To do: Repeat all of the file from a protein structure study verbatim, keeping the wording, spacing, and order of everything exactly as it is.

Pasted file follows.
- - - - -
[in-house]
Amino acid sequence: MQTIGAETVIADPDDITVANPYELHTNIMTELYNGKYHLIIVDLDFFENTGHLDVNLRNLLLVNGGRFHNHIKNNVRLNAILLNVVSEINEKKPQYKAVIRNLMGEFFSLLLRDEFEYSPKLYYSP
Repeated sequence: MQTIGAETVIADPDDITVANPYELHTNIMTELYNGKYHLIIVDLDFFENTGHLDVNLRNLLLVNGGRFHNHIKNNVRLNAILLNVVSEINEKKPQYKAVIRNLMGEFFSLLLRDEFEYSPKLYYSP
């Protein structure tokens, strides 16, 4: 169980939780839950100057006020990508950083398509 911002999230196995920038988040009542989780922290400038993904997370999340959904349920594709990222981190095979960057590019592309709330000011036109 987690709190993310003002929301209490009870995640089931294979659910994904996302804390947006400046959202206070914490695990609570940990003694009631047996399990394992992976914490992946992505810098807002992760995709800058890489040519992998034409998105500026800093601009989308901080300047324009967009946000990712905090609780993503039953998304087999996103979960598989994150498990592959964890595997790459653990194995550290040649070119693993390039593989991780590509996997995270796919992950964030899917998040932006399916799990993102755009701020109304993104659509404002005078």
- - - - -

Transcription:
[in-house]
Amino acid sequence: MQTIGAETVIADPDDITVANPYELHTNIMTELYNGKYHLIIVDLDFFENTGHLDVNLRNLLLVNGGRFHNHIKNNVRLNAILLNVVSEINEKKPQYKAVIRNLMGEFFSLLLRDEFEYSPKLYYSP
Repeated sequence: MQTIGAETVIADPDDITVANPYELHTNIMTELYNGKYHLIIVDLDFFENTGHLDVNLRNLLLVNGGRFHNHIKNNVRLNAILLNVVSEINEKKPQYKAVIRNLMGEFFSLLLRDEFEYSPKLYYSP
């Protein structure tokens, strides 16, 4: 169980939780839950100057006020990508950083398509 911002999230196995920038988040009542989780922290400038993904997370999340959904349920594709990222981190095979960057590019592309709330000011036109 987690709190993310003002929301209490009870995640089931294979659910994904996302804390947006400046959202206070914490695990609570940990003694009631047996399990394992992976914490992946992505810098807002992760995709800058890489040519992998034409998105500026800093601009989308901080300047324009967009946000990712905090609780993503039953998304087999996103979960598989994150498990592959964890595997790459653990194995550290040649070119693993390039593989991780590509996997995270796919992950964030899917998040932006399916799990993102755009701020109304993104659509404002005078």